North Carolina residents can voice their opinion about pending permits that will allow the occasional unintentional capture of animals, birds or fish protected by the Endangered Species Act – in this case, sea turtles and Atlantic sturgeon.

The N.C. Division of Marine Fisheries has applied for Incidental Take Permits (ITPs) to allow commercial fishermen to have some incidental, unintended interactions with turtles and sturgeon. The permits are in different stages of the approval process, but both have been posted for review and solicitation of public comment by the National Marine Fisheries Service.

Without ITPs, some commercial netters will not be able to set certain kinds of nets in North Carolina’s sounds, bays and coastal rivers. Currently, portions of Core Sound, Pamlico Sound and all inland waters south of the US 58 bridge at Cape Carteret are closed to large-mesh gill nets through at least Sept. 1 because of documented interactions with turtles.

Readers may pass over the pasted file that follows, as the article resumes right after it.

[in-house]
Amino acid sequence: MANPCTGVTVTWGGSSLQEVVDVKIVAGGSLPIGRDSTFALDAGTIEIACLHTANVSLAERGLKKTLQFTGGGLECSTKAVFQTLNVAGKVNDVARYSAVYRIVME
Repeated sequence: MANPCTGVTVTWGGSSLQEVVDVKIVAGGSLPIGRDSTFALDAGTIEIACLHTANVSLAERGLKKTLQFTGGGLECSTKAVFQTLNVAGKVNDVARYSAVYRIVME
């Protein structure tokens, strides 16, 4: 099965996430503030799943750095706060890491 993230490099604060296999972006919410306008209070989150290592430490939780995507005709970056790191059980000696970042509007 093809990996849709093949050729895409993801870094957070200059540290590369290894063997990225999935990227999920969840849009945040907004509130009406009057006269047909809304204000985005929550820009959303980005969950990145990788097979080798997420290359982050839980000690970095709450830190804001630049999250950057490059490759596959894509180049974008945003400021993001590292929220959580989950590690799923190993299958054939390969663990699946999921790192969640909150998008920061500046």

The ITP for sea turtles is nearing the final stages and has been reviewed once already for environmental assessment. NMFS has published the draft environmental assessment for the NCDMF’s application for an incidental take permit for sea turtles in the Federal Register at https://www.federalregister.gov/articles/2013/07/16/2013-17037/notice-of-availability-of-draft-environmental-assessment-on-the-effects-of-issuing-an-incidental.   

The ITP for Atlantic Sturgeon is in the early stages, and this is its first review, so the time for the review and public comment is longer. NMFS has published the NCDMF application for an incidental take permit for Atlantic Sturgeon in the Federal Register at http://www.regulations.gov/#!documentDetail;D=NOAA-NMFS-2013-0104-0003.    

NMFS is soliciting public comments on both ITPs. This is your time to be heard and your comment registered. The deadline for public comment on the environmental assessment for the ITP for sea turtles is July 31, and the deadline for public comments on the application for the ITP for Atlantic sturgeon is Aug. 8.